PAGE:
Community cares group aims to help local kids

April 19, 2002|BY RICHARD F. BELISLE

WAYNESBORO, Pa. - The Waynesboro chapter of Communities That Care, an organization dedicated to keeping kids out of trouble, is getting serious about its mission.

The group, organized in July when about 30 people turned out, nearly doubled that number at the group's followup meeting Thursday night in the South Potomac Street firehall.

K. Marilyn Smith, a member of the Waynesboro Area School Board and coordinator of the group, said it got started last year with a $150,000 planning grant spendable over the first three years. The group is also applying for a second grant, also for $150,000, to pay for implementing programs.


The members took stock of their progress since July and heard a report on a professionally conducted youth survey that checked on, among other things, how many kids in grades six, eight, 10 and 12 in the Waynesboro Area School District were using tobacco, alcohol and drugs. The survey also gave the statewide numbers.

In Waynesboro, 12.5 percent of the sixth-graders said they had smoked. Statewide, the percentage was 54.8 percent, Smith said.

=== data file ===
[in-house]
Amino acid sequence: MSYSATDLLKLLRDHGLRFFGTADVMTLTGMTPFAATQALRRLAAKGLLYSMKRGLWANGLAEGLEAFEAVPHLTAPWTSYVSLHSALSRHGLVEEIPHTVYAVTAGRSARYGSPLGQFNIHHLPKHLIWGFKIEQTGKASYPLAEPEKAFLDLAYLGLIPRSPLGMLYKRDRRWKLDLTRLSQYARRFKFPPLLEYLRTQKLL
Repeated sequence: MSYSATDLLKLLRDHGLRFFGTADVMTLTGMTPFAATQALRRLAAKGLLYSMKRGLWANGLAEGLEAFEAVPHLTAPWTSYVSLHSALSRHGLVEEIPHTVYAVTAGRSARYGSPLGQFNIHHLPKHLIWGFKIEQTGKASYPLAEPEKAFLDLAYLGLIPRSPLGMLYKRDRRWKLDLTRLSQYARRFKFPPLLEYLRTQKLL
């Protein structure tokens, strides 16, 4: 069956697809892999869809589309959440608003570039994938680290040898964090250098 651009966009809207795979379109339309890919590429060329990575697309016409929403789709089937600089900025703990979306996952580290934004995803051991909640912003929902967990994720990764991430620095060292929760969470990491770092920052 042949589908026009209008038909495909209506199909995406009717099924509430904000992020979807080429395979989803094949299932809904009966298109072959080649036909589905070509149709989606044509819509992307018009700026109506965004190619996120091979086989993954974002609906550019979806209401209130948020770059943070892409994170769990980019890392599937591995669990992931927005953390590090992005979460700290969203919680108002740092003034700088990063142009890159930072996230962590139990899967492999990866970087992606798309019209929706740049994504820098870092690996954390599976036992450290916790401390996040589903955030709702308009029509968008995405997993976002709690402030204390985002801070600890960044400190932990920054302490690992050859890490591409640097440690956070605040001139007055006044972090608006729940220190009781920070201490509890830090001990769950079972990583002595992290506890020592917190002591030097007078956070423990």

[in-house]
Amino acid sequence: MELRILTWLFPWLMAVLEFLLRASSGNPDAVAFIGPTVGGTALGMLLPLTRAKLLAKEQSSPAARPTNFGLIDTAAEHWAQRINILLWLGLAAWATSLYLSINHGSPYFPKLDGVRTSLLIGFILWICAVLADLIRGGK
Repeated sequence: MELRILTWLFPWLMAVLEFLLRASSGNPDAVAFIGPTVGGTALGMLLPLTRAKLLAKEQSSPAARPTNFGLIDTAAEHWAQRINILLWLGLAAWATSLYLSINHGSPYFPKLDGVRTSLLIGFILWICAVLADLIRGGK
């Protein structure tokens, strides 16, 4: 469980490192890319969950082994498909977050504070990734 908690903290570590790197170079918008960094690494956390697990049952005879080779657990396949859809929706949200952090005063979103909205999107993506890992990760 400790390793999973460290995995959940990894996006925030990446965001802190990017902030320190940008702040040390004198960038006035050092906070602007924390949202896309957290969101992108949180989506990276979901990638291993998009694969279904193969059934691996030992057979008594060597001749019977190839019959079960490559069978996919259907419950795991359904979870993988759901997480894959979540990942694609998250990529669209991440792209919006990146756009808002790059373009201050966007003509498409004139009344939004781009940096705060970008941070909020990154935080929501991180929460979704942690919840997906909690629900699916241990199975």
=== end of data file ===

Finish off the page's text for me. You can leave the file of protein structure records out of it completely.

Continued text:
Among 12th-graders, the local numbers showed 55 percent smoked compared to 57 percent statewide. The survey showed that 77 percent of the local district's 12th-graders had consumed alcohol compared with 83 percent statewide, she said.

The survey showed that nearly 72 percent of 10th-graders drank in Waynesboro while the number is nearly 76 percent statewide.

When it came to marijuana 45 percent of Waynesboro's 12th-graders admitted to using it. Statewide the figure is 47 percent.

Heroin use was much lower, at 3 percent locally among 12th-graders and 1.7 percent statewide.

"Stimulants are getting to be a big problem here," Smith said.

The survey showed that 29 percent of the area's 12th-graders used them. The numbers for the state came in at 22 percent, she said.

"We're going through all the data to list the risk factors in the district," Smith said.

One Community That Cares program that holds great hope is aimed at getting parents to attend a five-session seminar on how to keep their kids off drugs and alcohol.

Parents will be paid $5 for each session they attend and a $50 bonus for making all five, Smith said.

Franklin County Judge Carol Van Horn, speaker for the meeting, said organizations like Communities That Care work to keep children active in the right kind of activities. "The needs of children haven't changed, but unfortunately society has," she said. "Many children don't get the kind of support at home that they need so society needs to step in."

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